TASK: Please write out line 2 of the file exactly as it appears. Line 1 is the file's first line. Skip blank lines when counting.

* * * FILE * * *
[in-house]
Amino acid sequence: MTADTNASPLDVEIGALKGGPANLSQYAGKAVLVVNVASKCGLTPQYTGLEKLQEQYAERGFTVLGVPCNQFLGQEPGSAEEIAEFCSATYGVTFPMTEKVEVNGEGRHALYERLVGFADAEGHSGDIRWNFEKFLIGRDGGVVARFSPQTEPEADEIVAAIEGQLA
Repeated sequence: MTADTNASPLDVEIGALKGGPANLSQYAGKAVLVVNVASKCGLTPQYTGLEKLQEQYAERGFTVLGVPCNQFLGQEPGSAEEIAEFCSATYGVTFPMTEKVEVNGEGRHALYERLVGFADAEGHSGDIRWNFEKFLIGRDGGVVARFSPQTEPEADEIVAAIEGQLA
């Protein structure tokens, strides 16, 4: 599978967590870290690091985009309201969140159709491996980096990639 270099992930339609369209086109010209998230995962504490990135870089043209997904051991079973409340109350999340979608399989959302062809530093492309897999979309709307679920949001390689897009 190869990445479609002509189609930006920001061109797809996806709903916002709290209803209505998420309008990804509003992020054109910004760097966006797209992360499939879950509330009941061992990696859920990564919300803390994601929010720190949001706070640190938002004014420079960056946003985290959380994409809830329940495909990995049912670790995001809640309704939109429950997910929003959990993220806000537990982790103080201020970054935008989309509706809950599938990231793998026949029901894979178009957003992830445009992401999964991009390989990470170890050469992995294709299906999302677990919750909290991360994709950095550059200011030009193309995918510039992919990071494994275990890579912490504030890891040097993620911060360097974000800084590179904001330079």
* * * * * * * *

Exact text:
Amino acid sequence: MTADTNASPLDVEIGALKGGPANLSQYAGKAVLVVNVASKCGLTPQYTGLEKLQEQYAERGFTVLGVPCNQFLGQEPGSAEEIAEFCSATYGVTFPMTEKVEVNGEGRHALYERLVGFADAEGHSGDIRWNFEKFLIGRDGGVVARFSPQTEPEADEIVAAIEGQLA